Fifty Years Ago, Ernest Borgnine and Lee Marvin Battled Each Other in the Oregon-Filmed “Emperor of the North”

The unheralded film was directed by Robert Aldrich (”The Dirty Dozen”).

If Paul Bunyan threw down with RoboCop, they couldn’t match the bare-knuckle brutality of A No. 1 vs. Shack in Emperor of the North (1973)—all for the right to ride a train.

Released 50 years ago this month, this Oregon-made slugfest pits a Depression-era railroad bull (Ernest Borgnine’s Shack) against the toughest hobo in the Lower 48 (Lee Marvin’s A No. 1).

Emperor of the North reunited two of director Robert Aldrich’s The Dirty Dozen (1967) stars for a forgotten action feature that employs Marvin’s and Borgnine’s star power like 300-pound cudgels.

Originally titled Emperor of the North Pole, the film was shot primarily around Cottage Grove, as the No. 19 rumbles north through Eugene and Salem. All along the track, destitute Hooverville denizens and railyard workers alike gossip and gamble on whether A No. 1 can hitch on Shack’s train all the way to Portland.

The film’s commercial failure in 1973 is a little hard to explain in retrospect. Yes, Emperor roves around a little too much, delaying the climactic showdown with off-track mentorship high jinks between A No. 1 and Cigaret, an arrogant hobo-wannabe played by fresh-faced Keith Carradine. And sure, the decision to shoot one critical set piece in artificial fog yields a scene more incoherent than raw.

But the filmmaking is as muscular and exciting as the performances—all mythic wide shots and gritty close-ups that idolize the broad shoulders and Easter Island heads of its stars. Marvin dares anyone to break his concentrated squint; the raging Borgnine might blow a gasket before his overworked locomotive.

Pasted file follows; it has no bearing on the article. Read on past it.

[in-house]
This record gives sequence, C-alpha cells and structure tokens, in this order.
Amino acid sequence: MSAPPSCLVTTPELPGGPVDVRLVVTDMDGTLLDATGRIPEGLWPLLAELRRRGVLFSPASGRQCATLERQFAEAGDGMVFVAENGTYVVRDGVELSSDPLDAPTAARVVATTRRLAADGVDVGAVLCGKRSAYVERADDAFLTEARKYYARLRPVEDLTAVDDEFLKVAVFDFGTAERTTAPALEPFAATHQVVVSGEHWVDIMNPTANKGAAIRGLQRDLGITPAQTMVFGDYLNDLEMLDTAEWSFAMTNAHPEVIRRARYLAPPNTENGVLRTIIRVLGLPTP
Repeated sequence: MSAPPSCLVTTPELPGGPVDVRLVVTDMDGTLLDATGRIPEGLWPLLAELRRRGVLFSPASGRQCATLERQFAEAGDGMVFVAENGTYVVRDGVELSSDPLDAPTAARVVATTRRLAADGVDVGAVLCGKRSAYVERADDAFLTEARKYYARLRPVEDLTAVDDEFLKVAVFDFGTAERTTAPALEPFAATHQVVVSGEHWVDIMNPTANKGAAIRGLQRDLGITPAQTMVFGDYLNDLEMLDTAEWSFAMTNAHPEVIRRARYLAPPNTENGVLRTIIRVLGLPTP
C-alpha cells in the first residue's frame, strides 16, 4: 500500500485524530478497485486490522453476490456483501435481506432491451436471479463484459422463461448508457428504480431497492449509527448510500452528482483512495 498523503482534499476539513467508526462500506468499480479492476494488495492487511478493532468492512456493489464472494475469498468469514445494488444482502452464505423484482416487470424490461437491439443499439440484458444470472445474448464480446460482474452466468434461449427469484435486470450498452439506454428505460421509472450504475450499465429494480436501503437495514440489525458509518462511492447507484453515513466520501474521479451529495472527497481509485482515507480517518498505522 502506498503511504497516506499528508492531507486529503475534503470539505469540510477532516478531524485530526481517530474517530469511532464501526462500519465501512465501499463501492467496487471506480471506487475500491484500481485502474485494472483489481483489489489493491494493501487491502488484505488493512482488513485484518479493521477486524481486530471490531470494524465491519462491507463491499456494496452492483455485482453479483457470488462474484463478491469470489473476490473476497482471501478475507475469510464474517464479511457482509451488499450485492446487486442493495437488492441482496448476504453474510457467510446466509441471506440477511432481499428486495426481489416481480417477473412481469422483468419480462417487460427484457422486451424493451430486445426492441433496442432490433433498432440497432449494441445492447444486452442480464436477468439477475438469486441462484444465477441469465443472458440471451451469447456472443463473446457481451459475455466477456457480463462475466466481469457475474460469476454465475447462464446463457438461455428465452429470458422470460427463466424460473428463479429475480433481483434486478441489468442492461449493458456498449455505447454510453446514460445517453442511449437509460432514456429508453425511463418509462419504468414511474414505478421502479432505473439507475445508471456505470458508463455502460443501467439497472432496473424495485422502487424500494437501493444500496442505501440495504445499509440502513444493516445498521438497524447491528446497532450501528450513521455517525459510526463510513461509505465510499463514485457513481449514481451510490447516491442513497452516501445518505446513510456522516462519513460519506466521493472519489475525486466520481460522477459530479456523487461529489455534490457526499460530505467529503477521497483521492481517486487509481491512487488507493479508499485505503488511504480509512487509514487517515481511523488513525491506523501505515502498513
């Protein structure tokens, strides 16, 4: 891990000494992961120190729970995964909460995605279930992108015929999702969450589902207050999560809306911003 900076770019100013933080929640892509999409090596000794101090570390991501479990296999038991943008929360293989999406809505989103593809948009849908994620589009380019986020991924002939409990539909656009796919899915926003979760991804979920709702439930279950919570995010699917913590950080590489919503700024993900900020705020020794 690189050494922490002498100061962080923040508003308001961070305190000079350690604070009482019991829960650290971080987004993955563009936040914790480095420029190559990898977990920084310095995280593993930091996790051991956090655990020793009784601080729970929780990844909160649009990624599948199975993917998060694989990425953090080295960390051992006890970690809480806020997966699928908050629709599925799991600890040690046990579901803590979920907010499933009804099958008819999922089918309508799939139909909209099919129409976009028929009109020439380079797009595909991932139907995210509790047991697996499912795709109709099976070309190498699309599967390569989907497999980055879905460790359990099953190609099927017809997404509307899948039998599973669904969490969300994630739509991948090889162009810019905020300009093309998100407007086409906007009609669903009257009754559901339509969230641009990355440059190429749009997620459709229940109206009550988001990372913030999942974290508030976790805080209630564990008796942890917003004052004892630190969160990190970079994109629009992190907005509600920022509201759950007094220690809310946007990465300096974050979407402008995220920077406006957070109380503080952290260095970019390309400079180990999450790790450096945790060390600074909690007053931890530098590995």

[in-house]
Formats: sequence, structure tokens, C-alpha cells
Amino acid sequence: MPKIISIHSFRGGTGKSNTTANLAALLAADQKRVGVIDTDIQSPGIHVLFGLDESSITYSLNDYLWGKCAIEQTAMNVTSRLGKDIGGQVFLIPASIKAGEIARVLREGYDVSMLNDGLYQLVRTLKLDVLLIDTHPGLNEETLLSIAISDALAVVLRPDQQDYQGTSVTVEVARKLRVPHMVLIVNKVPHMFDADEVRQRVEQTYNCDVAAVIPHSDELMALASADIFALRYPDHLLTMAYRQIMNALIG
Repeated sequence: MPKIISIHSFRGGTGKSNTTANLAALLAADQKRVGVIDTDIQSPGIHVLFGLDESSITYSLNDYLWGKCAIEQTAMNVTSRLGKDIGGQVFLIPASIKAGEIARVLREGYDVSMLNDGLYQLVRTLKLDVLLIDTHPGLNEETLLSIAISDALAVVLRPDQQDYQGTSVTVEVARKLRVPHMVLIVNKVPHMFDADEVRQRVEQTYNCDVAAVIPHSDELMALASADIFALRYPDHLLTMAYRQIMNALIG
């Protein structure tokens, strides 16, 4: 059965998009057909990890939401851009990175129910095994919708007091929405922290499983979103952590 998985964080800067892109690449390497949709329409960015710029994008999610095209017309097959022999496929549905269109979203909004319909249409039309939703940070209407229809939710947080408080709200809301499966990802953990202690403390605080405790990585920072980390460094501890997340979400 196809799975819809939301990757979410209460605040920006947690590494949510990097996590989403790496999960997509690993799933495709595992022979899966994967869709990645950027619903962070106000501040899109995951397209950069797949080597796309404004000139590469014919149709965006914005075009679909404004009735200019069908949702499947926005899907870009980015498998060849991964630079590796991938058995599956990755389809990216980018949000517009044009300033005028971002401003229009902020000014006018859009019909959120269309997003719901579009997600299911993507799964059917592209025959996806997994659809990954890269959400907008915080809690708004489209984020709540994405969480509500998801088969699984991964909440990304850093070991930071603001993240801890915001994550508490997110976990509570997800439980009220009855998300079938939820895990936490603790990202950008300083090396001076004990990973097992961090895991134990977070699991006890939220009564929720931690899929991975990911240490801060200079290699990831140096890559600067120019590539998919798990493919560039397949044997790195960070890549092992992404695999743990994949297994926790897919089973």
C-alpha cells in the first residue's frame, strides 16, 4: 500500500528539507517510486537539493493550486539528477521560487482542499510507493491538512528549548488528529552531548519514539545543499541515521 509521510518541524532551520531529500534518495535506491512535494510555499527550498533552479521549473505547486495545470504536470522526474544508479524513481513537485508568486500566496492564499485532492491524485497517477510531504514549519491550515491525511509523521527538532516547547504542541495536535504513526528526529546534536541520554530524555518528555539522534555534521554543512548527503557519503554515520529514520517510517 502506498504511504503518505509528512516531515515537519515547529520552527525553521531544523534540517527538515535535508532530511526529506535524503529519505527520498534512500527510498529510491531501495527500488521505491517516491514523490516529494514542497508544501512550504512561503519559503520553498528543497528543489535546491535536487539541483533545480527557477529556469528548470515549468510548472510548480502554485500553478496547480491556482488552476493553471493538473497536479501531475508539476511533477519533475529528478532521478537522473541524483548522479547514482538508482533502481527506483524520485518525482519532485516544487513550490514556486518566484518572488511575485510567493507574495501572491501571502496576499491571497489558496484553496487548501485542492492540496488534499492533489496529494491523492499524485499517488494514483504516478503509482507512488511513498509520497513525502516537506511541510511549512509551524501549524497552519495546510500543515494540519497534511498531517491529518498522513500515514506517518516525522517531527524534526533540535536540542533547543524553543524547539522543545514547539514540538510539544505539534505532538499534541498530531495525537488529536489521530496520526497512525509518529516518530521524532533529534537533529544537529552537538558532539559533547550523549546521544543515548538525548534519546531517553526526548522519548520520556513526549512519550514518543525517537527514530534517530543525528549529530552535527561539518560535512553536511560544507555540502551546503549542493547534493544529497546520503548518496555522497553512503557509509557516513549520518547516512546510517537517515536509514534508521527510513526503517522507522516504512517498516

Maybe the period particulars cooled audiences compared with, say, the much broader prisoners-do-a-tough-job pitches of Aldrich hits like The Dirty Dozen and The Longest Yard (1974). The director himself once lamented to Film Comment that he couldn’t believe moviegoers didn’t connect to Marvin’s character and his unflinching code of patience, self-sufficiency and picking only on bullies. What’s not to like? We’re talking about a character who’s introduced by beating back would-be robbers with a live chicken.

A half-century later though, the specificity makes Emperor a two-fisted delight. We’re thrust into a subculture cultivating its own lingo, rules and real-time folklore. It’s the kind of thin yet instantly legible world-building that makes John Wick so appealing.

Lines from onlookers like, “No one except A No. 1 could ride with the Shack!” resonate like barbershop debates about some underground heavyweight clash in a country hard up for heroes. (Though uncredited, the screenplay owes both names and tales to several published adventures of author Jack London and “King of the Hoboes” Leon Ray Livingston.)

As for the on-track action, the pulpy weapons and tactics feel equally organic, born of contextual necessity. A No. 1 and Cigaret board the train animalistically, tucking themselves into crevices and barrels. This is that rare film where someone catches a steam burn and uses a razor blade to smear the injured flesh with journal-box grease.

For his part, Shack’s ploys are all mean-spirited geometry to deny A No. 1 and Cigaret livable space. In one scene, he combs “the 19″ for riders yard by yard as it traverses the Buxton Trestle, so there’s no escape route but a death drop. Likewise, his weapon of choice is a footlong knuckle pin tied to a rope, sent bouncing beneath the train. He knows he’s found the distance when the trapped stowaways yelp in pain.

Portraying this industrious cruelty against the poor, Emperor is blunt and effective. While the film isn’t much for humanism or overt messaging, it’s plain to see A No. 1 is a man of the people and Shack a zealous steward of property rights. In 1933 (as today), the unhoused are treated as “a breed apart,” says the opening title card, and we see how their dehumanization stokes the sadism of authority figures.

Borgnine himself was awed by his character’s gnashing malevolence. In 2012, just a few months before his death, the 95-year-old actor told Portland Monthly that he frightened himself as Shack: “There were things coming out of me that I’d never done my life.”

Other characters in Emperor might agree.

“Jesus,” Cigaret softly winces during the final melee, watching Shack hurl a ball-peen hammer into A No. 1′s ribs. If either of them makes it to Portland, only their legends will be fully intact.

SEE IT: Emperor of the North, rated PG, is available for rent at Movie Madness.

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